Which laboratory technique allows a rapid, precise and cost-effective diagnostic investigation? After swabs are taken from the patient, hospitals can settle for the polymerase chain reaction (PCR) method, which is a genotypic method to determine the methicillin-resistance of staphylococcus. Another option is the conventional culturing technique. Microorganisms are incubated on culture media and are differentiated phenotypically. Susceptibility to antimicrobials is determined afterwards by standardized methods. Hospitals can also decide for a combination of the two methods.

Another question that needs to be answered is how to deal with screened patients until the MRSA test result is available, that is, should screened patients be treated as MRSA carriers and put in isolation until MRSA is excluded or should no action be taken until MRSA has been confirmed?


Which swab site or rather a combination of swab sites offers high sensitivity? Nasal swabs are considered to be the minimum standard. Groin, axilla or wound swabs are also appropriate [10].


Is it reasonable to screen patients only upon hospital admission or to additionally conduct follow-ups and contact-patient screenings?

The aim of this study was a cost analysis to determine which MRSA screening and management strategy causes the lowest expected cost for a hospital. For this purpose, a decision tree was modelled and corresponding calculations were made. We conducted various sensitivity analyses in order to examine the stability of the results obtained.


Decision making problem and decision tree

The decision-making process regarding the selection of a suitable screening strategy has a complex structure. A number of sub-decisions lead to different alternatives. The first branch in the decision tree results from the basic options to screen or not to screen. Following the branch pro-screening, it has to be clarified which patient groups should be included in the screening program. Should a universal screening of all inpatients be conducted or a targeted screening program limited to high-risk admissions or areas of the hospital? Hospitals can choose the PCR methods or culture techniques, or a combination of the two methods. If the institution has chosen the last option, it must be determined next whether both tests should be conducted at the same time or if the culture test should only be applied after a PCR test has yielded a positive result, in order to exclude a false-positive result. The last question that must be answered is how to deal with screened patients until the MRSA test result is available (pre-emptive isolation or not). Out of these different options in the decision-making process, 19 alternative strategies arise. Each strategy is represented by an uppercase letter, A-T (Figure 1).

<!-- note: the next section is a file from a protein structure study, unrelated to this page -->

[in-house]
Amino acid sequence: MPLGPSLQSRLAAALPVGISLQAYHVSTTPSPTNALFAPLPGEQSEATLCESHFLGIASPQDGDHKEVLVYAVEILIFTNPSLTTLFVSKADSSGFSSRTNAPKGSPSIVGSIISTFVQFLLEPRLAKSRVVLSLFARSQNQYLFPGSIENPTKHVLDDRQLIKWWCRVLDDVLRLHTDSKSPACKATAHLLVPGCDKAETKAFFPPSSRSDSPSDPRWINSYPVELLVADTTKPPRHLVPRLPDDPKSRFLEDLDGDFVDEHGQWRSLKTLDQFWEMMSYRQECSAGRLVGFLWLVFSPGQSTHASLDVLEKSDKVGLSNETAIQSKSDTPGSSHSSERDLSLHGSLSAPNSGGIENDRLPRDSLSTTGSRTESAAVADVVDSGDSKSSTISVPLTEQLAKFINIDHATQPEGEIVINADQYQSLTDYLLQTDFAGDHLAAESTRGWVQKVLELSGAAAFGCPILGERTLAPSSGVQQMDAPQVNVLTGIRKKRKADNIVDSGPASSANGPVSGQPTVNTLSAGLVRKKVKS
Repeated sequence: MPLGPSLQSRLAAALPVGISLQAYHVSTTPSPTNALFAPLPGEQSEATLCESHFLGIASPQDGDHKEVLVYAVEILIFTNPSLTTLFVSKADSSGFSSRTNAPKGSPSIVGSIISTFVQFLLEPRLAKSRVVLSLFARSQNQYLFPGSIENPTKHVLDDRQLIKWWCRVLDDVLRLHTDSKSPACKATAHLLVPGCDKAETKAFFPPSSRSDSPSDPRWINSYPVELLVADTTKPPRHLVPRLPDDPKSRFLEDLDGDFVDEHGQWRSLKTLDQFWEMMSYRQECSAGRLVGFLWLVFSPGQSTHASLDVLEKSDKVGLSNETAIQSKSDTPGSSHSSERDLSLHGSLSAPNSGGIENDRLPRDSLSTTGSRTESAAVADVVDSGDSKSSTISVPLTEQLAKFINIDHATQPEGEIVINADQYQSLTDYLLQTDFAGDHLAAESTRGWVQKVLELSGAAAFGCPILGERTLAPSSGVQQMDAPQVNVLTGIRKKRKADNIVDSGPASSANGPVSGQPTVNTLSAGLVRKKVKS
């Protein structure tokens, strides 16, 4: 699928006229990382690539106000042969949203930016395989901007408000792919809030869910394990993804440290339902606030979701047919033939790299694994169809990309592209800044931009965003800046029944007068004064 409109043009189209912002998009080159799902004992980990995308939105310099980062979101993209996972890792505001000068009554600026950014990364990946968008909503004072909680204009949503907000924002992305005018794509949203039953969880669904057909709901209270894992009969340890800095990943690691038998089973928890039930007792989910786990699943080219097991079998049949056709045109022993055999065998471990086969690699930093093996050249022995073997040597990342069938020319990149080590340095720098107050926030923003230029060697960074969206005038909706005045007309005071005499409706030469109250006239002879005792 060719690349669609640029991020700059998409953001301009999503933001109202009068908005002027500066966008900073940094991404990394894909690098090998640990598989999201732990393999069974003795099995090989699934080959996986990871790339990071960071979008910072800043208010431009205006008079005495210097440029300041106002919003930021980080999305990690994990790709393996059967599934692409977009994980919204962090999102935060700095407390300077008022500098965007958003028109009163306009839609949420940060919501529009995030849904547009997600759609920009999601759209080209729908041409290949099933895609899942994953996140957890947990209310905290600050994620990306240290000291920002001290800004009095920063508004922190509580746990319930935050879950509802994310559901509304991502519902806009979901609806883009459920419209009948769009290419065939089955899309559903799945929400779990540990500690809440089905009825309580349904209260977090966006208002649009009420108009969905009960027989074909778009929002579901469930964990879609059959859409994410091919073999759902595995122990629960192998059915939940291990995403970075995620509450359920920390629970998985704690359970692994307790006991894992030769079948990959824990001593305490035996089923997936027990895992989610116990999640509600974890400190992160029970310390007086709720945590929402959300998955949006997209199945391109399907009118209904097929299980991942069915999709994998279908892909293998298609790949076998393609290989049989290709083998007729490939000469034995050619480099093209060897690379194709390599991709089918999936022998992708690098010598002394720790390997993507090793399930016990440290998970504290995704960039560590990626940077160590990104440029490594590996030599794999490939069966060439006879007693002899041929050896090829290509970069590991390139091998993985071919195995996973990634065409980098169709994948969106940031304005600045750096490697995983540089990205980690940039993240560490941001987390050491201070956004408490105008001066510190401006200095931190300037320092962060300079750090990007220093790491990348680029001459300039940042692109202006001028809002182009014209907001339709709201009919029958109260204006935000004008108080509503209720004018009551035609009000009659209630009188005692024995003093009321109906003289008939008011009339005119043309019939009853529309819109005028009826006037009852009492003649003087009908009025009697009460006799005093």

thumbnailFigure 1. Decision tree.


A positive screening result is always interpreted as true MRSA, although at first it remains unknown whether the test is true-positive or false-negative. For this reason, isolation precautions, hygiene, and MRSA eradication measures must be initiated immediately, which is in keeping with the recommendations of the Robert Koch-Institute [11]. In the present analysis, taking these steps in the event of a positive test result is therefore not regarded as an elective action but as obligatory (Figure 2). Furthermore, it is assumed that screening contact patients is only necessary if no pre-emptive isolation of the MRSA patient was conducted until the test result was available.

thumbnailFigure 2. Measures to be taken in case of an MRSA-positive test result.

If the MRSA-test is negative, pre-emptive isolation is immediately discontinued and no further steps are taken. In the present model, the decision tree branches end after MRSA is excluded or after MRSA eradication treatment and follow-up screening has been conducted. It is assumed that the culture method is applied for the follow-up screening as well as the contact-patient screening and that these test results turn out to be negative. Therefore, costs for a negative culture test are assessed in the calculations. With regard to MRSA prevalence, an interrelation between the parameters “MRSA prevalence inpatients” and “MRSA prevalence high-risk inpatients” is implied. The higher the prevalence among all inpatients, the higher will also be the prevalence among high-risk inpatients and vice versa. However, the exact ratio between the two parameters is unknown.

Systematic literature search

Several variables (Table 1) and constants (Table 2) are considered relevant for the decision-tree analysis as they have decisive significance for the burden of MRSA and the selection of a specific MRSA screening strategy. In order to obtain concrete values and significances of these factors a systematic literature search for peer-reviewed publications was conducted. The electronic databases PubMed and Web of Science were searched systematically for studies published in German and English between 1995 and April 2011. Searches were also done manually with reference lists from these papers. The process of data acquisition is described in much more detail in a paper that has been published recently [12].